This is what went down at the SABC #CrownGospelAwards
The 11th SABC Crown Gospel Awards took place on Sunday at the Inkosi Albert Luthuli ICC. Founded by Zanele Mbokazi's World Gospel Powerhouse, the awards have grown to become a major event on the entertainment calendar, celebrating some of the best voices in the music industry.
Here's what we loved about Sunday night's awards ceremony.
While the show was billed as Pearl Modiadie co-hosting with Lawrence Maleka, it was mostly Pearl's show, with features by Lawrence. Pearl, hosting the awards for the second time, proved why she walked away with the DStv Mzansi Viewer's Choice award for presenting- she was in her element last night. She and Lawrence have great chemistry and while the script sometimes forced them to do embarrassing things, they did it with gusto and heart and they weren't self-conscious about it. They should come back next year.
So gospel singers are known for their powerful voices (well, most of them anyway) and last night did not disappoint. Sure, the sound problems nearly messed up a lot of performances, but most artists shone.
Khaya Mthethwa and Oasis Worship, Babo Ngcobo, Ayanda Ntanzi, Mmatema Moremi with Swazi Dlamini and Brian Temba, Living Rock and Mawat all impressed, showing off their vocal prowess and how to command the stage like a pro. Mawat literally leaving the stage and standing on VIP guest's chairs during the dying seconds of his performance was the gutsiest thing I have seen at these awards afterwards.
World class. It was beautiful from all angles and it must have been great on TV, too. That's when you know that serious attention was paid in planning the awards to make sure they look great both to the audience at the ICC and the viewers at home. The lighting was really good, while the use of pyrotechnics and fire during some performances was a good move. We saw this during Babo Ngcobo and Mawat's performances. They also made full use of the stage, which some artists forget to do.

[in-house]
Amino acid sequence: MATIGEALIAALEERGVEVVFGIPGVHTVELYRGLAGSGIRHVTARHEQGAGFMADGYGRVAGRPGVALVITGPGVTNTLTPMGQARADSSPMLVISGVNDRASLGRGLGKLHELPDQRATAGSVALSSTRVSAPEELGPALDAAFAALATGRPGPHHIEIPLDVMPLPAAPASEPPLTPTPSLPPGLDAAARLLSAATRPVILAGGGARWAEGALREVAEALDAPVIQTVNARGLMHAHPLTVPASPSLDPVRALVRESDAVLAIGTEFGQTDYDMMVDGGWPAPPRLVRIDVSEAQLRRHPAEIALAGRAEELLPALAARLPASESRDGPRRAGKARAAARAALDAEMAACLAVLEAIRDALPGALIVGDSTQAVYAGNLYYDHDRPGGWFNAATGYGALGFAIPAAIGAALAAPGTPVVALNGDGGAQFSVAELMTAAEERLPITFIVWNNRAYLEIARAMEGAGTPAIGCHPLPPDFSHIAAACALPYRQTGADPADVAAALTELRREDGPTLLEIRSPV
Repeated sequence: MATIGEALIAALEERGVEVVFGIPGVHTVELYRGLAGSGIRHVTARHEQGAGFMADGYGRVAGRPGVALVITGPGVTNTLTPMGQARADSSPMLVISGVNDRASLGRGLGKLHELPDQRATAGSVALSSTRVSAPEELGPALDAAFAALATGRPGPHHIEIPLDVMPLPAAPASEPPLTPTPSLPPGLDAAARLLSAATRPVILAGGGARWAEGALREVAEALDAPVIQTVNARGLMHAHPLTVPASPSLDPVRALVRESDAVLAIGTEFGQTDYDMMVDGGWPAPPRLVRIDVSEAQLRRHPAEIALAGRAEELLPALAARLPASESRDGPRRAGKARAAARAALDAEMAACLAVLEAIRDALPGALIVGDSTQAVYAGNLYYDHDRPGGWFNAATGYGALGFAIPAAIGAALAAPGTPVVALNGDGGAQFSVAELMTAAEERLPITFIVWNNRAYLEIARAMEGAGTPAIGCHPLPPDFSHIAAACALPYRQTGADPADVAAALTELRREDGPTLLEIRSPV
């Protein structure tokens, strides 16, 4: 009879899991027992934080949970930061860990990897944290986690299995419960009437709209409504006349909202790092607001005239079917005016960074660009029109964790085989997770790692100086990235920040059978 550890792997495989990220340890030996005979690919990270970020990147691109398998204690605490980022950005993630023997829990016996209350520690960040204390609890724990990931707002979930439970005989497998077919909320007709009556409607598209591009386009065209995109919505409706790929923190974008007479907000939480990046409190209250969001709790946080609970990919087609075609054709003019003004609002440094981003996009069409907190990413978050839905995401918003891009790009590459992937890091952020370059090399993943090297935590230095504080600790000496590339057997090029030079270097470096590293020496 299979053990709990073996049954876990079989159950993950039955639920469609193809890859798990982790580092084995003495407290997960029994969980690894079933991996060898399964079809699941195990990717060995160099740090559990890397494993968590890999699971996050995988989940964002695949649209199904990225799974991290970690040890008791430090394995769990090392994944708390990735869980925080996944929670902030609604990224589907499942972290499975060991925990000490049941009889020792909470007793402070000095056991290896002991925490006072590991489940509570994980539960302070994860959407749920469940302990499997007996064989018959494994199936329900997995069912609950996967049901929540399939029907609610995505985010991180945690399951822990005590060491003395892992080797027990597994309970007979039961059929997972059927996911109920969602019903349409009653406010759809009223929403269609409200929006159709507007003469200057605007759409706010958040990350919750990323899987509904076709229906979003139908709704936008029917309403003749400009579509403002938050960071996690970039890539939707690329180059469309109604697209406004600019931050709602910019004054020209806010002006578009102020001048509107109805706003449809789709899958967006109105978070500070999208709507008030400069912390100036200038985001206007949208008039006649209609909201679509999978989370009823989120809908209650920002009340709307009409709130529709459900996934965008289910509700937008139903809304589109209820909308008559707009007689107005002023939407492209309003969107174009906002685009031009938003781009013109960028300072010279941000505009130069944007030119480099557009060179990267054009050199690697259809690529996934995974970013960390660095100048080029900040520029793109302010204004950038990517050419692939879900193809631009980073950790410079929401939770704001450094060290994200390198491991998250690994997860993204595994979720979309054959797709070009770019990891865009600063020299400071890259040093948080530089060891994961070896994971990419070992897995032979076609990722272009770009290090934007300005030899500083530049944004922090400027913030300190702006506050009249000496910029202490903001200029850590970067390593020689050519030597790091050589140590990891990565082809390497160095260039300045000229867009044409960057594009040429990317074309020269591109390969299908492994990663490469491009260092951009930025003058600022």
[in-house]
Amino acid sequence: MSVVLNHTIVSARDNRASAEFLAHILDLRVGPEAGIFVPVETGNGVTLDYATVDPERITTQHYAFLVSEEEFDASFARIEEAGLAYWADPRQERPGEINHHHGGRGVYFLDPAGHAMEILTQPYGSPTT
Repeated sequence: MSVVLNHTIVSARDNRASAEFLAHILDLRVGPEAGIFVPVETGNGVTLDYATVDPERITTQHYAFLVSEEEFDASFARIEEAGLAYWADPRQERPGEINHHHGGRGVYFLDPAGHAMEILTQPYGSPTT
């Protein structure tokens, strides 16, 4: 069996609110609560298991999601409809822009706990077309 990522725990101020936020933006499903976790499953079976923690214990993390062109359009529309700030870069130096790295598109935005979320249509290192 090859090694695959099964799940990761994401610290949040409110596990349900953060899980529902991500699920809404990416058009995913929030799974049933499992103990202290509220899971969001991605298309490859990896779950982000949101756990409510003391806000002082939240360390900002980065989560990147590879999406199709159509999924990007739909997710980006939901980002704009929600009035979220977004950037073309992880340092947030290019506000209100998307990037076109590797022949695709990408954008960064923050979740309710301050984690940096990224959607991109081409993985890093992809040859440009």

You know how awkward it is sometimes when you find that people didn't go to rehearsals and therefore they look bad when speaking ahead of giving out awards? There was little of that at the Crowns, which we can really commend them for making sure that everyone looked polished. Though it was weird seeing people read from their keycards rather than the autocue, maybe it is the right decision to have these notes on the cards instead of pulling a Vuyo Dabula...
Here's what left us confused...
So bad. There were times we couldn't hear the hosts speak and we were in the venue, so I can't imagine what it was like for viewers at home. There are two important things for any production that can either make or break it- the lighting and the sound. The sound was terrible and nearly sabotaged many performances. The backing vocalists sounded so bad, too.
The Red Carpet
In shambles! It was a real mess and so disorganised. Media could barely take shots of the gospel music fraternity, TV personalities and other guests. It was like a free for all and there was nobody manning the red carpet and directing people where to go.
We have attended red carpet events everywhere and we know that it's always effective to have members of the press cordoned off on both sides of the carpet, to allow the celebrities to walk without anybody being in their way, while also allowing the photographers to take great images. And to make matters worse, the minute a famous face got to the carpet, an overzealous producer from the SABC would come and grab them, not even giving photographers a chance to take images of the celebrities.
The Crowns are in the second digits and we expect them to be more polished. They are getting there and we see the growth. We loved how they made sure they had all the people who had the best and popular gospel songs present. The performance line-up featured multigenerational acts to appeal to the genre's wide audience. They have a whole year to assemble a great production team to make sure these awards are of a high standard, especially when it comes to the sound issues.
And yes, they were better than the SA Music Awards.